To identify illustrations or art work by Gerald McConnell, take notes. Due to a large pool of artist producing paperback book covers in the late 50's and early 60's, the publishing houses got to set the rules to some extent. Artist starting out couldn't really set price, but the known artist could at least push for top dollar. To get known, your signature needed to be on the published work. The publishing houses, however, would tell you not to sign the art or they simply cropped it out, stating that you hadn't earned your position in the market, a nice little "catch 22" that benefited the publishing houses.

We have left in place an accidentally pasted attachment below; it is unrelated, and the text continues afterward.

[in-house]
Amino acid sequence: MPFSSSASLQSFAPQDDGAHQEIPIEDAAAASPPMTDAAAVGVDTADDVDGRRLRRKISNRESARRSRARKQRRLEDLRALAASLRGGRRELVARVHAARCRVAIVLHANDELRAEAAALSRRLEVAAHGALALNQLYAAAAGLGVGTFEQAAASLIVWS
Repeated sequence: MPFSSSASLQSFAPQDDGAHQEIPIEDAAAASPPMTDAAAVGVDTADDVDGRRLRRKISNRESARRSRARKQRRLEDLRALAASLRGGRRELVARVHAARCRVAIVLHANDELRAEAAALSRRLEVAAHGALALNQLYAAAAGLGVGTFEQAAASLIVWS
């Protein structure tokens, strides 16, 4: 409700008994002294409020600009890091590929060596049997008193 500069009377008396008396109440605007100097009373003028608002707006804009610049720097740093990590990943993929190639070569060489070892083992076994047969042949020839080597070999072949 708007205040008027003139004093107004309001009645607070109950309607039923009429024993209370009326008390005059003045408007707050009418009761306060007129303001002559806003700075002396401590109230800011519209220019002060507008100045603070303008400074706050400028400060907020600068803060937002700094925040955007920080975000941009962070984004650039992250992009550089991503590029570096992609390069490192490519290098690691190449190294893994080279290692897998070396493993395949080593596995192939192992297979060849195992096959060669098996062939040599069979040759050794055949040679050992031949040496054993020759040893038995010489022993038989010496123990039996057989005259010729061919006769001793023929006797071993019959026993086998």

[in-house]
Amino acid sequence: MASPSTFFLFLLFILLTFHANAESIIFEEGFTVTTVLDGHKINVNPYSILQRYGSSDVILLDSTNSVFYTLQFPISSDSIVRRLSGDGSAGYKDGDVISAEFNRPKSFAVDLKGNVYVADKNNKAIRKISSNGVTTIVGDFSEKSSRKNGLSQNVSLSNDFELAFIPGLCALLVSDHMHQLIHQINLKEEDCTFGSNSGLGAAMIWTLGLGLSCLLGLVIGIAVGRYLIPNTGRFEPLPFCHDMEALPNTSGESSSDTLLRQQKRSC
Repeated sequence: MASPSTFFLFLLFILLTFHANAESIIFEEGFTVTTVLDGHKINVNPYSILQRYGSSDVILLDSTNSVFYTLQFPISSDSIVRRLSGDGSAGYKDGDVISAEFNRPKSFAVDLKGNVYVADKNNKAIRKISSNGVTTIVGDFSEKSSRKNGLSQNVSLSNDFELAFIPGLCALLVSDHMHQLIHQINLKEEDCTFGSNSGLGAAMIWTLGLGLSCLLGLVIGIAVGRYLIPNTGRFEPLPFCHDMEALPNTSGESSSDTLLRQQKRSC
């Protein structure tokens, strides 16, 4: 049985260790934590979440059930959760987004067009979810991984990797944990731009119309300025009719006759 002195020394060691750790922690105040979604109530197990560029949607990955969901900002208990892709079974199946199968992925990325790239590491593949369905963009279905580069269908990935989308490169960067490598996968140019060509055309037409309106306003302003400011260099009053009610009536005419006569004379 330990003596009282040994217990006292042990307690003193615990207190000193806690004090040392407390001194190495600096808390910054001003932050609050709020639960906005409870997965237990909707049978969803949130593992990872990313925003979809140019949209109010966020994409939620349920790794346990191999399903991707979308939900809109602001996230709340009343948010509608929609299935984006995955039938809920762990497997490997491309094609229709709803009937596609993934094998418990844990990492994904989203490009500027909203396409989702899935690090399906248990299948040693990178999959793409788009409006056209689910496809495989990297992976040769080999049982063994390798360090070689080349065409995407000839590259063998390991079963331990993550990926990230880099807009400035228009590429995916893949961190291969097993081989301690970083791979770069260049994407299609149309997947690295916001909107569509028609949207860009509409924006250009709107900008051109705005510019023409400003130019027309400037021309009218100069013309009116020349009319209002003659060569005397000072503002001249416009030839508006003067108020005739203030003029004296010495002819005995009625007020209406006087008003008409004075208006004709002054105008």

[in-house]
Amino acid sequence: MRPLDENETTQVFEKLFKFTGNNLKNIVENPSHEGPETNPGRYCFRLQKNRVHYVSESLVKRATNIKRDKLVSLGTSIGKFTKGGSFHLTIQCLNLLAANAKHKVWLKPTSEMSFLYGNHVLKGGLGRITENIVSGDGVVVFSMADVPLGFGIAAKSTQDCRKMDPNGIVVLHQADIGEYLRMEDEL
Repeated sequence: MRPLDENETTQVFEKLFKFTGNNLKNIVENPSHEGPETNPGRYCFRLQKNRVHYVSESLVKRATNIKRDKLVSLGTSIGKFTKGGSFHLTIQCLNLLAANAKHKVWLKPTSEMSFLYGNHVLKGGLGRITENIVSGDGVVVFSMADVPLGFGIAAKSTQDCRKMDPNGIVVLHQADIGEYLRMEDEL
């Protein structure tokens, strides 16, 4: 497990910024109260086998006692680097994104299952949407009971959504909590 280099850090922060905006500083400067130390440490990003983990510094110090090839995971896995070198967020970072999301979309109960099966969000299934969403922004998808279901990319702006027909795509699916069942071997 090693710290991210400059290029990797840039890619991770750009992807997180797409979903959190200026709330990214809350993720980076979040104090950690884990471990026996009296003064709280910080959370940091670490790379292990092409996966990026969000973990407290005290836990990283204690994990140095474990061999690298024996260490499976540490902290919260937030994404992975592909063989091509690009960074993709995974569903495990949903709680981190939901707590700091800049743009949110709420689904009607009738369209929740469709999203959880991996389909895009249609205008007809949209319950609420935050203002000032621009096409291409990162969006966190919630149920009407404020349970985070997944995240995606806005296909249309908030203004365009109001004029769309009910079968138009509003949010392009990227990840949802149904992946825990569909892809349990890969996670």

The majority of the unsigned work on this web site was attributed by Gerald McConnell prior to his death. On most of his book and magazine covers he would work in gouache and set one color for the entire background. Then when using white (for smoke or horse kicking dust for example) he would paint the white over the background color. This is usually a good item to look for when first trying to attribute his unsigned art. After that it requires a good understanding of his styles.
When coming across work that is signed, he had started out signing work "Mac," and used a signature for a very short while, but primarily printed his name in his notable style. He even signed his checks the same way. In the late 70's he added the copyright symbol as he continued to fight the big publishing houses that would pay for onetime use of artwork and then republish the work years later on different books without compensating the artist. He took many to small claims court and won every time.